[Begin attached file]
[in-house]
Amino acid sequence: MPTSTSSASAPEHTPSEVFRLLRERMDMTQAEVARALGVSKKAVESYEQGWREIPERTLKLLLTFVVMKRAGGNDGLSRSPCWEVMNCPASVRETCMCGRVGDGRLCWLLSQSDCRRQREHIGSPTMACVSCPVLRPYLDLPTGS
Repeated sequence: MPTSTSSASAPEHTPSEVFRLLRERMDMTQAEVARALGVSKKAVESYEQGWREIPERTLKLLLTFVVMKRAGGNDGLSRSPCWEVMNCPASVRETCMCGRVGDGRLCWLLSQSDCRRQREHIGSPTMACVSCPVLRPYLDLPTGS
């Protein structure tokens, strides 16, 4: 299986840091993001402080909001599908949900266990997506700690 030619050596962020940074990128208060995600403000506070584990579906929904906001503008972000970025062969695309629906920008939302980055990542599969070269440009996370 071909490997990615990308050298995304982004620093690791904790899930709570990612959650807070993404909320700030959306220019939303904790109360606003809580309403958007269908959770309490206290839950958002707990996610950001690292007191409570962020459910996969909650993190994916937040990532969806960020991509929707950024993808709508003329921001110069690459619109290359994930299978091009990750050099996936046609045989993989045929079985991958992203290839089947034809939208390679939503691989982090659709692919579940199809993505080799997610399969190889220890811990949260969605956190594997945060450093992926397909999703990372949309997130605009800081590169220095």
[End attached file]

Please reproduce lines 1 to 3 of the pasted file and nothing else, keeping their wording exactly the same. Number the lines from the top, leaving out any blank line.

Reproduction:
[in-house]
Amino acid sequence: MPTSTSSASAPEHTPSEVFRLLRERMDMTQAEVARALGVSKKAVESYEQGWREIPERTLKLLLTFVVMKRAGGNDGLSRSPCWEVMNCPASVRETCMCGRVGDGRLCWLLSQSDCRRQREHIGSPTMACVSCPVLRPYLDLPTGS
Repeated sequence: MPTSTSSASAPEHTPSEVFRLLRERMDMTQAEVARALGVSKKAVESYEQGWREIPERTLKLLLTFVVMKRAGGNDGLSRSPCWEVMNCPASVRETCMCGRVGDGRLCWLLSQSDCRRQREHIGSPTMACVSCPVLRPYLDLPTGS